3) Lead Liturgically: The parish assembly is often considered a business meeting but it is foremost an extension of the most important work of the Church: The Liturgy. The means having assemblies that focus on liturgical values. The best form of stewardship Orthodox Christians give is participating in the liturgical life of the Church. As a best practice, the parish assembly is to be led by individuals who demonstrate a commitment to being liturgical leaders. Often times, we mistakenly look to people who whose sole claim to leadership is wealth, power or social status but the truth is that Christ turns this model of leadership upside down. If a tax collector and fisherman can be chosen as Apostles then we can all reflect on who Jesus Christ would call to be leaders in our own parishes.
4)Mission Comes Before Management: Preserving the Orthodox Church cannot be accomplished without growing the Orthodox Church. Stewardship and evangelism go hand in hand. Every parish assembly should continually build on this foundation. It is very easy to see the health of a parish as a financial bottom line but the reality is that every Orthodox Parish needs a missionary focus not a management focus in order to be successful. Many of the financial problems that Orthodox parishes experience can be solved by opening the doors of the community and growing a diverse membership. The Orthodox Church is most successful when it exists as a missionary Church not an institutional Church. Every assembly should take the time to re-focus the parish community on its missionary calling.
5)Practice Forgiveness: St. Tikhon of Zadonsk writes that “Forgiveness is better than revenge!” Parish assemblies must not only be places of vigorous debate and accountability, they also must be places where people practice forgiveness. Every parishioner has an obligation to reflect on how they have harmed or neglected others. Forgiveness is not about forgetting or going along to get along – it is about learning to be human. Parish assemblies need to help parishes exist as healing places throughout the year. A parish whose members are acutely aware of their weaknesses and flaws is one that can become a healthy model of Christ’s love. A parish community that can identify and learn from its failures and mistakes is one that can truly change the lives of the people who walk through its doors.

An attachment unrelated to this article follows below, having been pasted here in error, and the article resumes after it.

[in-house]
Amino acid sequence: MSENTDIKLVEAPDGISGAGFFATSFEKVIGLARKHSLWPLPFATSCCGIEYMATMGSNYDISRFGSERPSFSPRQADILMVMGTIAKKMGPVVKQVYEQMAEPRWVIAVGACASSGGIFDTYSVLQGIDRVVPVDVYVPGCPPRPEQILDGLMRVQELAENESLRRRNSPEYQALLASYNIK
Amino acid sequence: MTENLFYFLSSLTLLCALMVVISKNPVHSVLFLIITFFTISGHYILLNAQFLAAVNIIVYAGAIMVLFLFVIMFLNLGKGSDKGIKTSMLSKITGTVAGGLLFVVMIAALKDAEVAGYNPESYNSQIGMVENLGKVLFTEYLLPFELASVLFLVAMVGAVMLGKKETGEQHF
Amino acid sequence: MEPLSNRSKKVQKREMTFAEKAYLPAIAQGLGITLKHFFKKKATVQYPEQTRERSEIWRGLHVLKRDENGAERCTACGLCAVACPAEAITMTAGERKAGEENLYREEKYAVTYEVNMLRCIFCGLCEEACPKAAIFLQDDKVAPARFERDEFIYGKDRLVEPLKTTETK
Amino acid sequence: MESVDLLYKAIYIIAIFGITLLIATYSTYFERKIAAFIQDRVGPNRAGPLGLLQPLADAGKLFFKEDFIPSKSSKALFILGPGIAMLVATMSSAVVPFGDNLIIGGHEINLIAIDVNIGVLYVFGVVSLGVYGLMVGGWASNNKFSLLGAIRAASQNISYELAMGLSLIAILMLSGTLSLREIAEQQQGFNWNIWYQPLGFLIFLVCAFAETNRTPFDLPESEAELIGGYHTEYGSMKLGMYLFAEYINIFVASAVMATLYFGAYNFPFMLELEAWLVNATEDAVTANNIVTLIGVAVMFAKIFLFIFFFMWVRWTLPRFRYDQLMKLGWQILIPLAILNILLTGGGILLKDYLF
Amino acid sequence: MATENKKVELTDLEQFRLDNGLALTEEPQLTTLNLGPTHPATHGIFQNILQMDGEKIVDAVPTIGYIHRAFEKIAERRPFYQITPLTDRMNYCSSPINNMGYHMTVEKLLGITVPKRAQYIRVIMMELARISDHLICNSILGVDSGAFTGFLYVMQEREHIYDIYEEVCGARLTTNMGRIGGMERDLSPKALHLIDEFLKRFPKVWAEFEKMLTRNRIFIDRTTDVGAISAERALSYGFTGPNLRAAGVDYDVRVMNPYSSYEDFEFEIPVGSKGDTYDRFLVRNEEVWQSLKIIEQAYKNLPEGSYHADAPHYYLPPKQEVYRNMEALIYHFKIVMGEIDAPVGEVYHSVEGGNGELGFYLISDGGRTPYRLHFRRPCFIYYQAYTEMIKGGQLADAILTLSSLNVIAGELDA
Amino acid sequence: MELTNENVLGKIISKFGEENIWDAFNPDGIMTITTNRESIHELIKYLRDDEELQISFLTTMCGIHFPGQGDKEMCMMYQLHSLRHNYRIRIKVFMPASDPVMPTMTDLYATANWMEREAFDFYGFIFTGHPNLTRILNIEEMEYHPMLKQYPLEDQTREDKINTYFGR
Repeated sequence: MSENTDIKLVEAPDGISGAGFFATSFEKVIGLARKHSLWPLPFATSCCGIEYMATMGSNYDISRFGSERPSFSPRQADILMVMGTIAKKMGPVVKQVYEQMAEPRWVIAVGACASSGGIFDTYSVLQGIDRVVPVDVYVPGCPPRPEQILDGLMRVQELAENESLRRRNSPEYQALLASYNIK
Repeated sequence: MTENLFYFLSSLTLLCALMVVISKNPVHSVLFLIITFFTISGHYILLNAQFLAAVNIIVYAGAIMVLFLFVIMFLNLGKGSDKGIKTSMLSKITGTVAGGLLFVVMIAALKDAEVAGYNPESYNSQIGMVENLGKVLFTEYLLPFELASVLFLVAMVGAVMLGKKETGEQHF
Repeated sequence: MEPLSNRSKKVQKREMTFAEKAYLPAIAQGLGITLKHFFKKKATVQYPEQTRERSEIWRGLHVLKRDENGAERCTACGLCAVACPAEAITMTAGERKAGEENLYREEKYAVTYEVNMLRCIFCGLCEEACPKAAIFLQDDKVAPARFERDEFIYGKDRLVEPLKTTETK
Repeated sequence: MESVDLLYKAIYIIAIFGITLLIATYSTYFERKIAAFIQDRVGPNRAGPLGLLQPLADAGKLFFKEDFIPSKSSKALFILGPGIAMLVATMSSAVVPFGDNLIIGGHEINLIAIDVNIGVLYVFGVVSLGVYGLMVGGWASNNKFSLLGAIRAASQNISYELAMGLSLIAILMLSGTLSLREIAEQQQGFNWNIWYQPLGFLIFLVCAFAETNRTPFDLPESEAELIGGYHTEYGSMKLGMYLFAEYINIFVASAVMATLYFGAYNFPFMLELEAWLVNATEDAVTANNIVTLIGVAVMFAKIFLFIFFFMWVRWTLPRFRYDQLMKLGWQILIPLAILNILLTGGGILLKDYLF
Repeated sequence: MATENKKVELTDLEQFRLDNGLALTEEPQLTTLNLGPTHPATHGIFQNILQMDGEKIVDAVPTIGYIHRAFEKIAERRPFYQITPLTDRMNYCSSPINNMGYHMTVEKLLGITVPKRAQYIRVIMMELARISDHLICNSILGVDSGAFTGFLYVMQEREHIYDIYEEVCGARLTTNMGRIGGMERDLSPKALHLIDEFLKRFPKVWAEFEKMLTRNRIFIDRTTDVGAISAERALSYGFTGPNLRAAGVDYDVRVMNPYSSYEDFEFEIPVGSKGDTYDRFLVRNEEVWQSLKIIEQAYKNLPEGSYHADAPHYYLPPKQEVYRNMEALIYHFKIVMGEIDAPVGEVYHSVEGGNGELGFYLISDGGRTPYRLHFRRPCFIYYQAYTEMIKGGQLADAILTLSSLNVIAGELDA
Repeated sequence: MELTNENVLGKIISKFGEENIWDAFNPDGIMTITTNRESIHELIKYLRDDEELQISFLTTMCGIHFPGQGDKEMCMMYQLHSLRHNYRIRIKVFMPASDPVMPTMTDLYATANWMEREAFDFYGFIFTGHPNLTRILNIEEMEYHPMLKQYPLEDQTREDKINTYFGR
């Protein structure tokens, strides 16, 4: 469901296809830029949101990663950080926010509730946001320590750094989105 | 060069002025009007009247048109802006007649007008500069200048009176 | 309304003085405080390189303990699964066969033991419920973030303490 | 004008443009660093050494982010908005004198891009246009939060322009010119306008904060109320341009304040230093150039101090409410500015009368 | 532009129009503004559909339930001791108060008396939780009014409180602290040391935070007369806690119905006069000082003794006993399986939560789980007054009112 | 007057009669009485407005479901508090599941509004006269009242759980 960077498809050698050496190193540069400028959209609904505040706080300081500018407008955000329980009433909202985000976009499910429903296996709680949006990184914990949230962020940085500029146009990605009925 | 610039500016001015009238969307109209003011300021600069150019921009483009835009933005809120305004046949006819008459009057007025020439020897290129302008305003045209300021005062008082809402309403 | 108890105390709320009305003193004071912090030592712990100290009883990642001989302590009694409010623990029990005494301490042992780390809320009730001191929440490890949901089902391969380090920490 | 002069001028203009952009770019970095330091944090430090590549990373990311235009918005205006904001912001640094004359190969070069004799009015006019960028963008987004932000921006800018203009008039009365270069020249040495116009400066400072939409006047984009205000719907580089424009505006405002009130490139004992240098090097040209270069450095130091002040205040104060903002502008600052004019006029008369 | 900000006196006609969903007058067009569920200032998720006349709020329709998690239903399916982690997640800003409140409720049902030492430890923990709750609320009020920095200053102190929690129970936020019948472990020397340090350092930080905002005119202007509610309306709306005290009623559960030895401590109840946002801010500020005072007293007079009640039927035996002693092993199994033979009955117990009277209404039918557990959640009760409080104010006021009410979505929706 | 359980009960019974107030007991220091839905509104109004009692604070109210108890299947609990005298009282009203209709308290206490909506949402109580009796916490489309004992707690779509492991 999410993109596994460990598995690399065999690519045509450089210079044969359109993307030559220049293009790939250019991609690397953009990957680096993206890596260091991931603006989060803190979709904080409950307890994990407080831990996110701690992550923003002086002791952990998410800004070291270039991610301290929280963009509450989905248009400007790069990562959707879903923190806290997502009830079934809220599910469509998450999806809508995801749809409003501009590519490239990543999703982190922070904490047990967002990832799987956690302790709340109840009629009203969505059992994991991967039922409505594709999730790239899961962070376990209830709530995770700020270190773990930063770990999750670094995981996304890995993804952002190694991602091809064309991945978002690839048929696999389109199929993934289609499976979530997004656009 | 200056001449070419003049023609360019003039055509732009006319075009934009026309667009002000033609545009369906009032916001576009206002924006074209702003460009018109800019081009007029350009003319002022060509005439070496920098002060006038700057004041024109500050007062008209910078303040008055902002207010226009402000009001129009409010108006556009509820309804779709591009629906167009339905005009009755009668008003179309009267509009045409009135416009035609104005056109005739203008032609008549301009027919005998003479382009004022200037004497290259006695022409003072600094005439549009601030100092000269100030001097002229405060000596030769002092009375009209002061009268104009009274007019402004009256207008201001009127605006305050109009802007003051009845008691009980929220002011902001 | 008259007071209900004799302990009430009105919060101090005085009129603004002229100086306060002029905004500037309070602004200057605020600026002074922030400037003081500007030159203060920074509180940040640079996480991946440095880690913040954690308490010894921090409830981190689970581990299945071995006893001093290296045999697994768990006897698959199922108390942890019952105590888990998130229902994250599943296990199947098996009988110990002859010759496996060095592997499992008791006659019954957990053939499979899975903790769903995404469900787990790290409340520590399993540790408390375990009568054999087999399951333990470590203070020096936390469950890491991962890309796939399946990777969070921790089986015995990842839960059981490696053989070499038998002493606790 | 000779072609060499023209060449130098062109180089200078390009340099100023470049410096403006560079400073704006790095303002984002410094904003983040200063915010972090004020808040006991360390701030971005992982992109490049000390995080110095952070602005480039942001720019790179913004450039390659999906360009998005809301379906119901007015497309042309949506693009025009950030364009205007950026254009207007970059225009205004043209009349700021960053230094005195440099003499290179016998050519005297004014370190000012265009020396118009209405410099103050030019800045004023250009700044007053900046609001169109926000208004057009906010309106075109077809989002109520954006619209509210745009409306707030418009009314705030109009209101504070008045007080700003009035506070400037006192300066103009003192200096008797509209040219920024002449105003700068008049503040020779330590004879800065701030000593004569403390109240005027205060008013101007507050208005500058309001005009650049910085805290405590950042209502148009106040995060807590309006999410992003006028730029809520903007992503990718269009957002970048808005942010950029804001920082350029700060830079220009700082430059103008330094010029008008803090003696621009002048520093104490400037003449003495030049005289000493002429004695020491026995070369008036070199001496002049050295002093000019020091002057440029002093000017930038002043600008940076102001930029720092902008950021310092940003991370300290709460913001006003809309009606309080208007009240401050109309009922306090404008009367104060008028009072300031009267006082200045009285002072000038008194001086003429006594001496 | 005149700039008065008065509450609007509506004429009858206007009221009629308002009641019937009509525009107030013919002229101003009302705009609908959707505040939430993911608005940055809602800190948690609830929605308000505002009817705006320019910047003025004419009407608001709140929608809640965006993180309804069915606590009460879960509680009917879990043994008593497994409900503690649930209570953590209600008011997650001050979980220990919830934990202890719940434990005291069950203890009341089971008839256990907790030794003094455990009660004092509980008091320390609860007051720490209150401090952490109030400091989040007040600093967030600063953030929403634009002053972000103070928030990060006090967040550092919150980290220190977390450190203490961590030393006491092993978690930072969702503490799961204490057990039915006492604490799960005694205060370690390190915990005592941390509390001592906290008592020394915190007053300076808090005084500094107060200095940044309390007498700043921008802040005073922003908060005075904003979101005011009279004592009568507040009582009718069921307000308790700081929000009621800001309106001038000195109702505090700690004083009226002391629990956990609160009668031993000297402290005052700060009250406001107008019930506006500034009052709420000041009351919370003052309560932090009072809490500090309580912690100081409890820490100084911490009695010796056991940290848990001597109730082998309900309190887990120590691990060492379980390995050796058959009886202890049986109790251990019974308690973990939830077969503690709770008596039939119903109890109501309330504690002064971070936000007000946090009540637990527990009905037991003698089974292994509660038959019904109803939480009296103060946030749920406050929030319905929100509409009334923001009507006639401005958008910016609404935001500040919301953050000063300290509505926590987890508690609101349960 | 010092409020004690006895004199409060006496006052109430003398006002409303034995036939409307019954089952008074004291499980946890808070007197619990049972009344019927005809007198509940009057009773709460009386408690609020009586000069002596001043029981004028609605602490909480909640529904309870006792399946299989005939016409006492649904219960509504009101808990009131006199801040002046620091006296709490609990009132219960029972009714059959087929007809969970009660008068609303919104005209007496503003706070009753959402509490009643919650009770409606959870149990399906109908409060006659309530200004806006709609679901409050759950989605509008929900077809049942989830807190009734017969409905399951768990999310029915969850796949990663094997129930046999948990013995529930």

A healthy parish assembly like all aspects Orthodox Christian Living is not easy. It is very much a form of asceticism. Successful assemblies take time, effort and humility. With this in mind, it is also important to remember that every parishioner is called to serve in a way that rows upstream against the world. When Christ called the Apostles, no doubt many people mocked the people He had chosen. How can such simple and broken people like Andrew the fisherman and Matthew the tax collector be the foundation of the Church?
Yet, the results were miraculous and forever changed the world in which we live.
The same miracle can happen today in life of every parish without exception. The question for each of us is whether or not we are truly open such a radical change in our own lives and in the life of the parish we attend every Sunday.
Andrew Estocin is a lifelong Orthodox Christian. He received his B.A. with a double major in Philosophy and Theology from Fordham University. His writings have appeared in numerous publications including The Albuquerque Journal, Touchstone, Beliefnet.com and The Orthodox Observer. Andrew’s work is featured on the The Orthodox Christian Network where he writes on a variety of contemporary issues.